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Variability in abundance and fluxes of dimethyl sulphide in the Indian Ocean
Shenoy, D.M.; Kumar, M.D. (2007). Variability in abundance and fluxes of dimethyl sulphide in the Indian Ocean, in: Van Leeuwe, M.A. et al. (Ed.) Phaeocystis, major link in the biogeochemical cycling of climate-relevant elements. Biogeochemistry, 83(1-3): pp. 277-292
In: Van Leeuwe, M.A. et al. (Ed.) (2007). Phaeocystis, major link in the biogeochemical cycling of climate-relevant elements. Biogeochemistry, 83(1-3). Springer: Dordrecht. ISBN 978-1-4020-6213-1. 330 pp., more
In: Biogeochemistry. Springer: Dordrecht; Lancaster; Boston. ISSN 0168-2563, more
Peer reviewed article  

Also published as

Available in Authors 
    VLIZ: Aquatic communities PBC [132119]
Document type: Conference paper

Keywords
    Monsoons; Particulate flux; ISW, Indian Ocean [Marine Regions]; Marine

Authors  Top 
  • Shenoy, D.M.
  • Kumar, M.D.

Abstract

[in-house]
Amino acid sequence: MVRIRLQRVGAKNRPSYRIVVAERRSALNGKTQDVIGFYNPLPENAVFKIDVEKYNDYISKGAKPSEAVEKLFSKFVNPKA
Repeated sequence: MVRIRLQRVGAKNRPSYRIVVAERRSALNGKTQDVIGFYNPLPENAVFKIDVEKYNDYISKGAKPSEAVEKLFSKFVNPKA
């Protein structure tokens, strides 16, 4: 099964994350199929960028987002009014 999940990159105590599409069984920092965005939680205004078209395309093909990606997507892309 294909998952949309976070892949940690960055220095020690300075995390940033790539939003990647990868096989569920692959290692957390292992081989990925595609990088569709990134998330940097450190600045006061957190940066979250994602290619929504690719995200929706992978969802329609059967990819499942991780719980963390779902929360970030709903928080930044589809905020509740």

Dimethyl sulphide (DMS) is a biogenic gas of climatic significance on which limited information is available from the Indian Ocean. To fill this gap, we collected data on DMS and total dimethylsulphoniopropionate (DMSPt) by participating in a dozen cruises. Here, we discuss the variability in DMS and DMSPt in the north and central Indian Ocean in terms of their spatial and temporal variation. DMS and DMSPt exhibited significant spatial and temporal variability. Apart from the concentration gradients in DMS within the Arabian Sea, Bay of Bengal and Central Indian Ocean basins, differences in average abundances were conspicuous between these basins. The Arabian Sea contained more DMS (mixed layer average was 7.8 nM) followed by the Bay of Bengal (2.8 nM) and the Central Indian Ocean (2.7 nM). The highest concentrations of DMS and DMSPt (525 nM and 916 nM, respectively) were found in upwelling regimes along the west coast of India during the Southwest monsoon and fall intermonsoon seasons. Average surface DMS was the highest in the Arabian Sea. On the other hand observed sea-to-air fluxes of DMS were higher in the Bay of Bengal due to the prevalence of turbulent conditions. In the Arabian Sea wind speeds were low and hence the sea-to-air fluxes. The total diffusive flux of DMS from the study area to atmosphere is estimated to be about 1.02 × 1012 g S y-1, which contributes to 4.1-6.3% of the global DMS emission.

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